Abstract:
The arrangement of nucleotides within a bacterial chromosome is influenced by numerous factors. The degeneracy of the third codon within each reading frame allows some flexibility of nucleotide selection; however, the third nucleotide in the triplet of each codon is at least partly determined by the preceding two. This is most evident in organisms with a strong G + C bias, as the degenerate codon must contribute disproportionately to maintaining that bias. Therefore, a correlation exists between the first two nucleotides and the third in all open reading frames. If the arrangement of nucleotides in a bacterial chromosome is represented as a Markov process, we would expect that the correlation would be completely captured by a second-order Markov model and an increase in the order of the model (e.g., third-, fourth-…order) would not capture any additional uncertainty in the process. In this manuscript, we present the results of a comprehensive study of the Markov property that exists in the DNA sequences of 906 bacterial chromosomes. All of the 906 bacterial chromosomes studied exhibit a statistically significant Markov property that extends beyond second-order, and therefore cannot be fully explained by codon usage. An unrooted tree containing all 906 bacterial chromosomes based on their transition probability matrices of third-order shares ～25% similarity to a tree based on sequence homologies of 16S rRNA sequences. This congruence to the 16S rRNA tree is greater than for trees based on lower-order models (e.g., second-order), and higher-order models result in diminishing improvements in congruence. A nucleotide correlation most likely exists within every bacterial chromosome that extends past three nucleotides. This correlation places significant limits on the number of nucleotide sequences that can represent probable bacterial chromosomes. Transition matrix usage is largely conserved by taxa, indicating that this property is likely inherited, however some important exceptions exist that may indicate the convergent evolution of some bacteria.

Abstract:
Automated DNA sequencing technology is so rapid that analysis has become the rate-limiting step. Hundreds of prokaryotic genome sequences are publicly available, with new genomes uploaded at the rate of approximately 20 per month. As a result, this growing body of genome sequences will include microorganisms not previously identified, isolated, or observed. We hypothesize that evolutionary pressure exerted by an ecological niche selects for a similar genetic repertoire in those prokaryotes that occupy the same niche, and that this is due to both vertical and horizontal transmission. To test this, we have developed a novel method to classify prokaryotes, by calculating their Pfam protein domain distributions and clustering them with all other sequenced prokaryotic species. Clusters of organisms are visualized in two dimensions as ‘mountains’ on a topological map. When compared to a phylogenetic map constructed using 16S rRNA, this map more accurately clusters prokaryotes according to functional and environmental attributes. We demonstrate the ability of this map, which we term a “niche map”, to cluster according to ecological niche both quantitatively and qualitatively, and propose that this method be used to associate uncharacterized prokaryotes with their ecological niche as a means of predicting their functional role directly from their genome sequence.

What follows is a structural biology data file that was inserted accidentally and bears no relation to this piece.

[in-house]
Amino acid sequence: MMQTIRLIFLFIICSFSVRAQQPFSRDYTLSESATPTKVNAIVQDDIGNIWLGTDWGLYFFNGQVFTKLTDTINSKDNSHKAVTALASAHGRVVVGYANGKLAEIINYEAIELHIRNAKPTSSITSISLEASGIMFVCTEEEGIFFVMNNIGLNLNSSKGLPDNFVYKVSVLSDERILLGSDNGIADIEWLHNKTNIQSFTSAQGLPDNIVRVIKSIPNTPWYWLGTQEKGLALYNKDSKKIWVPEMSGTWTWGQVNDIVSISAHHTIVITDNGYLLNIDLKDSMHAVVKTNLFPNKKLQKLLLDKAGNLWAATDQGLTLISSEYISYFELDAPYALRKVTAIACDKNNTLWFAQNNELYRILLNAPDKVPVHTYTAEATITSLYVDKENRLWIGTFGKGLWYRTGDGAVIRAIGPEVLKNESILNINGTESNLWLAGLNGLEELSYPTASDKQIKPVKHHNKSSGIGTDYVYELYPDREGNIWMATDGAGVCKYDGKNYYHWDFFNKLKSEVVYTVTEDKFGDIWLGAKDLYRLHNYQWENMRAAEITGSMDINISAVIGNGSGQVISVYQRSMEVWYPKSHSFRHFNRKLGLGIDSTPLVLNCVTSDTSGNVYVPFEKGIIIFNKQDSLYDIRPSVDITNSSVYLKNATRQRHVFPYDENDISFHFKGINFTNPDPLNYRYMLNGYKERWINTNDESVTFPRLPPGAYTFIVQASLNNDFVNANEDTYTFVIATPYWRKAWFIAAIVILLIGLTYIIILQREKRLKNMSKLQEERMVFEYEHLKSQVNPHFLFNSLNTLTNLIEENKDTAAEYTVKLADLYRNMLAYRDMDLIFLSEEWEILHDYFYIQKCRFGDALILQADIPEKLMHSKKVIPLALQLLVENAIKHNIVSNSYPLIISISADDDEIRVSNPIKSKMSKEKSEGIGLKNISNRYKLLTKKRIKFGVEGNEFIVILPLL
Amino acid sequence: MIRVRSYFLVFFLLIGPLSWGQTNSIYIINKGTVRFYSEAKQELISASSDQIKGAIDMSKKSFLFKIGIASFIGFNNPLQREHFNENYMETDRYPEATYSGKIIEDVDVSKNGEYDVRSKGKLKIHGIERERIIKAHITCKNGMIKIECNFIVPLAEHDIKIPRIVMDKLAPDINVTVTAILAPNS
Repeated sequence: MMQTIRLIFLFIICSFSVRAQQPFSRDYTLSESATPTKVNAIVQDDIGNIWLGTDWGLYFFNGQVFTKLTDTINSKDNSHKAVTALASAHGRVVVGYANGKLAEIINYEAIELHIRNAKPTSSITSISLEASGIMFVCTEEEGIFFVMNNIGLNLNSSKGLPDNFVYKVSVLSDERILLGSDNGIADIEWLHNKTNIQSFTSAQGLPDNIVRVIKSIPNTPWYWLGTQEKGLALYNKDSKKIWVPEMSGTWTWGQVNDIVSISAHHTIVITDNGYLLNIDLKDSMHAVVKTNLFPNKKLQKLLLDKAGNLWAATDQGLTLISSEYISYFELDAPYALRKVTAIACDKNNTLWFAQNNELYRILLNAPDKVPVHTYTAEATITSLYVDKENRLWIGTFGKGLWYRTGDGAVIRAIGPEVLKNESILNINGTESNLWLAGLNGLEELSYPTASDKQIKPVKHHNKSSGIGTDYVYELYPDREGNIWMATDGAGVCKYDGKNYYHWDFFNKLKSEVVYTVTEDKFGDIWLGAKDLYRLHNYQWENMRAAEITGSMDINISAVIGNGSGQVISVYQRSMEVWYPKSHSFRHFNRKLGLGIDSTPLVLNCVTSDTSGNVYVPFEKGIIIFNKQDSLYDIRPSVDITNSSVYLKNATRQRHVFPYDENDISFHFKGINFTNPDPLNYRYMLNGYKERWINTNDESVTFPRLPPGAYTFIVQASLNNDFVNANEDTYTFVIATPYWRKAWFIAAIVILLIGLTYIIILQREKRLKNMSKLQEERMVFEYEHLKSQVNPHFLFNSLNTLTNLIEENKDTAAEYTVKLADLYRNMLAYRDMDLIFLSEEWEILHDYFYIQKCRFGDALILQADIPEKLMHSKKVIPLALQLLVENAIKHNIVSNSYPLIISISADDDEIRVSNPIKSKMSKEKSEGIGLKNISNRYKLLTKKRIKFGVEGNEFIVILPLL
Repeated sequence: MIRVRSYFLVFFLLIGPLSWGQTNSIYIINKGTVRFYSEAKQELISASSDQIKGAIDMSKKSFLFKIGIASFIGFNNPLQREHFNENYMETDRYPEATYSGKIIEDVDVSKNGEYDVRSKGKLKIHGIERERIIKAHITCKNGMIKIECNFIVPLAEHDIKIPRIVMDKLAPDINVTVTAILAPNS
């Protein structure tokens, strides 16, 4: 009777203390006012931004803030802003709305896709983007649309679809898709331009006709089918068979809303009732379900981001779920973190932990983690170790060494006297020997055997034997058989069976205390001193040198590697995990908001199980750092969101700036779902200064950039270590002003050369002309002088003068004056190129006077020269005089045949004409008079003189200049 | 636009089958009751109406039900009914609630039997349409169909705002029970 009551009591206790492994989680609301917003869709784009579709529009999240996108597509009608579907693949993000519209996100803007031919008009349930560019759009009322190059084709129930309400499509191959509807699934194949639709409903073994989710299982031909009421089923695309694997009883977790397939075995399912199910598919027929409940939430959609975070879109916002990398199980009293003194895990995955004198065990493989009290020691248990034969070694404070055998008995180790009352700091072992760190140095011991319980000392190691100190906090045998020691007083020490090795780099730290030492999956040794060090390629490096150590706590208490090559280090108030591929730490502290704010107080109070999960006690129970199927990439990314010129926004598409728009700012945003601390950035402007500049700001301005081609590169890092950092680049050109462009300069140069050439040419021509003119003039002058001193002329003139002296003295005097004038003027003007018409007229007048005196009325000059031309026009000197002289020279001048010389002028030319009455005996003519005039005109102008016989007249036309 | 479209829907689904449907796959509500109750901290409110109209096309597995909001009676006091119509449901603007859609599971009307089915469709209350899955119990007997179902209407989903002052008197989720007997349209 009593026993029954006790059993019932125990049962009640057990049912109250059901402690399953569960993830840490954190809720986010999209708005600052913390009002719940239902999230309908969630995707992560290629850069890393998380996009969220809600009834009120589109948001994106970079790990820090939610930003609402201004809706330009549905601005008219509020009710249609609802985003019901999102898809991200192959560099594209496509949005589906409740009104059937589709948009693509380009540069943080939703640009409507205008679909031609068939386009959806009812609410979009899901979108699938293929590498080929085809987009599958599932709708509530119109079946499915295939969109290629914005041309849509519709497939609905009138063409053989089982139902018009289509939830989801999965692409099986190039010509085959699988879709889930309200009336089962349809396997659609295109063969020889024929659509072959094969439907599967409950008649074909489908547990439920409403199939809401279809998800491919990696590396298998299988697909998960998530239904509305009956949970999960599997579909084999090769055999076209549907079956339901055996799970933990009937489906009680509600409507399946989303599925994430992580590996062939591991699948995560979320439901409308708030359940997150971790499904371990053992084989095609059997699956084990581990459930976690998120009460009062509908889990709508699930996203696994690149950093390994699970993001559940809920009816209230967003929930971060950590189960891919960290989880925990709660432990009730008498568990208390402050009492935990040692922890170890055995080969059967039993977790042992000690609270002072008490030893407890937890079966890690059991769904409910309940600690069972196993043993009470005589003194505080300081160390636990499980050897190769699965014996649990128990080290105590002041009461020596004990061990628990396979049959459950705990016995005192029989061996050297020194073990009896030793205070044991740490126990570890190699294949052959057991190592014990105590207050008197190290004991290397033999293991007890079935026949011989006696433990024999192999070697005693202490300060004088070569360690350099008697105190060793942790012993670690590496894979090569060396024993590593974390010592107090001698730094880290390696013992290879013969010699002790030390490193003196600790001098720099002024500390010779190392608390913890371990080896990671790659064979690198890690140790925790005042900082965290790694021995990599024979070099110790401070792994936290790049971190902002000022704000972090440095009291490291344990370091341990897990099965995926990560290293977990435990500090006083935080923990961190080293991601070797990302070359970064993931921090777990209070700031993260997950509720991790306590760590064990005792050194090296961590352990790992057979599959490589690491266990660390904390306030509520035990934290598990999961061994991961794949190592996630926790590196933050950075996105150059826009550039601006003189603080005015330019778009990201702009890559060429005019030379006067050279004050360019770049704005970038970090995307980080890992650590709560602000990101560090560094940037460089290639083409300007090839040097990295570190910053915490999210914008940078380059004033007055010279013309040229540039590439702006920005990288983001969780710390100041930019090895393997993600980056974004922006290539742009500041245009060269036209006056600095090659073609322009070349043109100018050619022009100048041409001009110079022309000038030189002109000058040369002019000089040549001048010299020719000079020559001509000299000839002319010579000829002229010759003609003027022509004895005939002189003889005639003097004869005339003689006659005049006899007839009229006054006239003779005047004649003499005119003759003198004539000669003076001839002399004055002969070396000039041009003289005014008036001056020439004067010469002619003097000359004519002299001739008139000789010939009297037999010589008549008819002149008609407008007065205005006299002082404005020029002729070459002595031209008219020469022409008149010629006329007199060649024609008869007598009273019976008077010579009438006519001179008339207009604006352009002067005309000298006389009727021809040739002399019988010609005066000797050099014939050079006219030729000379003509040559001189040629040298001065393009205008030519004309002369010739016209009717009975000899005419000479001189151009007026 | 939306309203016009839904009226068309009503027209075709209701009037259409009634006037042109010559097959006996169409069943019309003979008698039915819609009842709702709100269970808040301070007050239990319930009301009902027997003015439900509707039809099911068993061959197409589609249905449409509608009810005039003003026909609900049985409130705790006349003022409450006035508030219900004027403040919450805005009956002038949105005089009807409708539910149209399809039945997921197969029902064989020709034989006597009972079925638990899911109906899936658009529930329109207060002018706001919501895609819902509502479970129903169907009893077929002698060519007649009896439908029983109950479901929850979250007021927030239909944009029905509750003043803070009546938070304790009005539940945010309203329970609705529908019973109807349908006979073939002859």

Abstract:
The advantages of a near-infrared variant of the Barnes-Evans method for estimating distances to Cepheid variables are described and quantified. A surface brightness-color relation for $K$ photometry and the $(V-K)_0$ color index is established using modern, high-precision angular diameters from optical interferometers. Applied to data for the galactic (cluster) Cepheid U Sgr, this method yields a distance of 0.660 $\pm$ 0.024 kpc and a true distance modulus of 9.10 $\pm$ 0.07 mag. This estimate compares with the true distance modulus of 9.37 $\pm$ 0.22 mag estimated by Gieren, Barnes, and Moffett (1993) using the classical Barnes-Evans technique. The possibility of estimating distances of LMC and SMC Cepheids directly -- without intermediate steps -- is discussed. The feasibility of determining the distance of M31 or M33 using this technique is examined and is probably within the reach of 8m-class telescopes.

Abstract:
The influence of new techniques on the discovery and characterization of pulsating variables has been enormous. In this paper, I will review the methods and results of a number of research programmes which have dramatically altered our ability to study variable stars and will likely bear fruit for many years into the future. Specifically, I will touch on results from the MACHO and EROS Projects, the HIPPARCOS mission, "flux difference" photometry and a handful of new algorithmic advances which I consider to be important.

Abstract:
We analyse the extent of possible computations following Hogarth in Malament-Hogarth (MH) spacetimes, and Etesi and N\'emeti in the special subclass containing rotating Kerr black holes. Hogarth had shown that any arithmetic statement could be resolved in a suitable MH spacetime. Etesi and Nemeti had shown that some \forall \exists relations on natural numbers which are neither universal nor co-universal, can be decided in Kerr spacetimes, and had asked specifically as to the extent of computational limits there. The purpose of this note is to address this question, and further show that MH spacetimes can compute far beyond the arithmetic: effectively Borel statements (so hyperarithmetic in second order number theory, or the structure of analysis) can likewise be resolved: Theorem A. If H is any hyperarithmetic predicate on integers, then there is an MH spacetime in which any query ? n \in H ? can be computed. In one sense this is best possible, as there is an upper bound to computational ability in any spacetime which is thus a universal constant of the space-time M. Theorem C. Assuming the (modest and standard) requirement that space-time manifolds be paracompact and Hausdorff, for any MH spacetime M there will be a countable ordinal upper bound, w(M), on the complexity of questions in the Borel hierarchy resolvable in it.